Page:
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Case Reports in Critical Care
Volume 2017, Article ID 6417012, 4 pages
Case Report

A Case of MDMA-Associated Cerebral and Pulmonary Edema Requiring ECMO

1Department of Internal Medicine, Mount Sinai St. Luke’s-West Hospital, New York, NY, USA
2Division of Pulmonary, Critical Care & Sleep Medicine, Mount Sinai St. Luke’s-West Hospital, New York, NY, USA
3Division of Nephrology, Mount Sinai St. Luke’s-West Hospital, New York, NY, USA

Correspondence should be addressed to A. Thakkar; gro.ianistnuom@rakkaht.ahtsa

Received 21 August 2017; Accepted 5 November 2017; Published 15 November 2017

Academic Editor: Kenneth S. Waxman

Copyright © 2017 A. Thakkar et al. This is an open access article distributed under the Creative Commons Attribution License, which permits unrestricted use, distribution, and reproduction in any medium, provided the original work is properly cited.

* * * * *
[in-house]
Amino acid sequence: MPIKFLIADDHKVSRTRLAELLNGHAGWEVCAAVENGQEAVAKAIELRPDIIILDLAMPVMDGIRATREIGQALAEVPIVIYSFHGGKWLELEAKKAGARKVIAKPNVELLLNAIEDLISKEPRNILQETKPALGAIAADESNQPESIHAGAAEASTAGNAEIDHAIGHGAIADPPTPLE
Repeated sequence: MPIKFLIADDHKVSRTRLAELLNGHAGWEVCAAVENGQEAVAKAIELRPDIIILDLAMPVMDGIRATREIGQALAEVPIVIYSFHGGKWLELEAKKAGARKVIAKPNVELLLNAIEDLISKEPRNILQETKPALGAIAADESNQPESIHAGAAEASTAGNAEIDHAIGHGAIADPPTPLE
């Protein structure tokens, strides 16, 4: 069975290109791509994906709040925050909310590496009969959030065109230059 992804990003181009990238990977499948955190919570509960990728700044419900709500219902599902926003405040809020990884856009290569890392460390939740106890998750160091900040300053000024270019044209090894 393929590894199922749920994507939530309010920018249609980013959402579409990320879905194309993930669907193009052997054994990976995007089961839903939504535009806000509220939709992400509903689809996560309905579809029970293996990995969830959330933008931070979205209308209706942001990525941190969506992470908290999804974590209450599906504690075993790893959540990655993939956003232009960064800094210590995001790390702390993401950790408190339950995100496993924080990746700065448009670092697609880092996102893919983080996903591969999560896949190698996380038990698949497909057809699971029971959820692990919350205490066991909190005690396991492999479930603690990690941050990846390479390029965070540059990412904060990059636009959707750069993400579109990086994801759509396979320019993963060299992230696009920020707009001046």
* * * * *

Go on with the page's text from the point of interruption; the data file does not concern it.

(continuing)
A 20-year-old female presented with confusion, generalized tonic-clonic seizures, and severe hyponatremia after ingesting 3,4-methylenedioxymethamphetamine (MDMA). Brain computed tomography (CT) demonstrated cerebral edema. Her hospital course was rapidly complicated by respiratory failure and shock requiring intubation and vasopressors. Refractory acute respiratory distress syndrome (ARDS) was diagnosed which was unresponsive to conventional and salvage therapies, requiring initiation of extracorporeal membrane oxygenation (ECMO), leading to normalization of oxygenation parameters. Hyponatremia was corrected and the encephalopathy resolved. The patient was decannulated and extubated after three days. MDMA-induced hyponatremia is hypothesized to result from enhanced serotonergic activity and arginine vasopressin (AVP) release in the brain leading to hyperthermia-induced polydipsia and syndrome of inappropriate antidiuretic hormone (SIADH) secretion. A common but often unrecognized complication of severe hyponatremia is the Ayus-Arieff syndrome where cerebral edema causes neurogenic pulmonary edema via centrally mediated increases in catecholamine release and capillary injury. For our patient, ECMO was required for three days while the hyponatremia was corrected which led to rapid clearing of the cerebral edema and neurogenic pulmonary edema. This case illustrates that, in selecting patients with refractory ARDS from MDMA-associated cerebral and pulmonary edema, ECMO may be a temporizing and life-saving modality of treatment.